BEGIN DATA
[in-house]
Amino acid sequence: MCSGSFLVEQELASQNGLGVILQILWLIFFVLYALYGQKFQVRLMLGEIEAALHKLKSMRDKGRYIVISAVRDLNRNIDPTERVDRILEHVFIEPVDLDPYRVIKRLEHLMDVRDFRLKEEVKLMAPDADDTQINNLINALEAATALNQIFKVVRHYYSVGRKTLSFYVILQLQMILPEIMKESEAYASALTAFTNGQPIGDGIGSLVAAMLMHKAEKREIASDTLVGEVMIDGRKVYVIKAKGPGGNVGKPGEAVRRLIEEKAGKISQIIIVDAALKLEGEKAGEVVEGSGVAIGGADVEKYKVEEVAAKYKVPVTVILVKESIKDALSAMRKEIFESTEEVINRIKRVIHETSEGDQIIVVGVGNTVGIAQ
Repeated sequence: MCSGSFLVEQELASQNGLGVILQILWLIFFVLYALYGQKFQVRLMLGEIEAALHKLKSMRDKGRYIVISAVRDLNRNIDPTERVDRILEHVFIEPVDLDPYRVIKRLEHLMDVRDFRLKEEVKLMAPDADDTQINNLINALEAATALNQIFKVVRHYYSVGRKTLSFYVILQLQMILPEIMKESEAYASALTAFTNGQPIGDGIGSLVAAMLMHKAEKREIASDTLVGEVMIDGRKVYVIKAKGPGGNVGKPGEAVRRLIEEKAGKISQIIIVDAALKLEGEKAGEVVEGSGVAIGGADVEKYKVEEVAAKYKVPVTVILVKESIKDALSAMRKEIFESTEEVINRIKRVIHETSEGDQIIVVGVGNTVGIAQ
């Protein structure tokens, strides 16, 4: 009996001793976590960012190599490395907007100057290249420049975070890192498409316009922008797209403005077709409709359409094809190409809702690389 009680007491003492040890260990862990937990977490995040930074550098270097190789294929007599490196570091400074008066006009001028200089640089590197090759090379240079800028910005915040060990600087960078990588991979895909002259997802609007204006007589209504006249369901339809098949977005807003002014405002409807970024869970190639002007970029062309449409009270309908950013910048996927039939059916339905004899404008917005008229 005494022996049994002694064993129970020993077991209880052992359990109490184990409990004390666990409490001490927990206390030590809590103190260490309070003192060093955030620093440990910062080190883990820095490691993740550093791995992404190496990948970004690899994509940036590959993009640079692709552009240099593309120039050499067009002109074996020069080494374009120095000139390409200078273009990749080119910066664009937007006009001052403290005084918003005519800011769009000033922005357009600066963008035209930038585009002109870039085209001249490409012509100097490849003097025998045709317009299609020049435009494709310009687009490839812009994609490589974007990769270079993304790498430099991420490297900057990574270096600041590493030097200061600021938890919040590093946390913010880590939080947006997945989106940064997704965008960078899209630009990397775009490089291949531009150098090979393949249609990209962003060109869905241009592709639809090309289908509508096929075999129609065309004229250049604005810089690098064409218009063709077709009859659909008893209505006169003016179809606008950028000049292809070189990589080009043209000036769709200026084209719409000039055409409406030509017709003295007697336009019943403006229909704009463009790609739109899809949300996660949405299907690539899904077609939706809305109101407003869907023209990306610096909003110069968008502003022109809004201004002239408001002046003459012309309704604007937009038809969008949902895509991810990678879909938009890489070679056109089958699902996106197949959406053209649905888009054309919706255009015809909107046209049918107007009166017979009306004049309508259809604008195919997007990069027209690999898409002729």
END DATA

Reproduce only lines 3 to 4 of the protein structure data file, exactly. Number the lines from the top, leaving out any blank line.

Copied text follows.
Repeated sequence: MCSGSFLVEQELASQNGLGVILQILWLIFFVLYALYGQKFQVRLMLGEIEAALHKLKSMRDKGRYIVISAVRDLNRNIDPTERVDRILEHVFIEPVDLDPYRVIKRLEHLMDVRDFRLKEEVKLMAPDADDTQINNLINALEAATALNQIFKVVRHYYSVGRKTLSFYVILQLQMILPEIMKESEAYASALTAFTNGQPIGDGIGSLVAAMLMHKAEKREIASDTLVGEVMIDGRKVYVIKAKGPGGNVGKPGEAVRRLIEEKAGKISQIIIVDAALKLEGEKAGEVVEGSGVAIGGADVEKYKVEEVAAKYKVPVTVILVKESIKDALSAMRKEIFESTEEVINRIKRVIHETSEGDQIIVVGVGNTVGIAQ
């Protein structure tokens, strides 16, 4: 009996001793976590960012190599490395907007100057290249420049975070890192498409316009922008797209403005077709409709359409094809190409809702690389 009680007491003492040890260990862990937990977490995040930074550098270097190789294929007599490196570091400074008066006009001028200089640089590197090759090379240079800028910005915040060990600087960078990588991979895909002259997802609007204006007589209504006249369901339809098949977005807003002014405002409807970024869970190639002007970029062309449409009270309908950013910048996927039939059916339905004899404008917005008229 005494022996049994002694064993129970020993077991209880052992359990109490184990409990004390666990409490001490927990206390030590809590103190260490309070003192060093955030620093440990910062080190883990820095490691993740550093791995992404190496990948970004690899994509940036590959993009640079692709552009240099593309120039050499067009002109074996020069080494374009120095000139390409200078273009990749080119910066664009937007006009001052403290005084918003005519800011769009000033922005357009600066963008035209930038585009002109870039085209001249490409012509100097490849003097025998045709317009299609020049435009494709310009687009490839812009994609490589974007990769270079993304790498430099991420490297900057990574270096600041590493030097200061600021938890919040590093946390913010880590939080947006997945989106940064997704965008960078899209630009990397775009490089291949531009150098090979393949249609990209962003060109869905241009592709639809090309289908509508096929075999129609065309004229250049604005810089690098064409218009063709077709009859659909008893209505006169003016179809606008950028000049292809070189990589080009043209000036769709200026084209719409000039055409409406030509017709003295007697336009019943403006229909704009463009790609739109899809949300996660949405299907690539899904077609939706809305109101407003869907023209990306610096909003110069968008502003022109809004201004002239408001002046003459012309309704604007937009038809969008949902895509991810990678879909938009890489070679056109089958699902996106197949959406053209649905888009054309919706255009015809909107046209049918107007009166017979009306004049309508259809604008195919997007990069027209690999898409002729």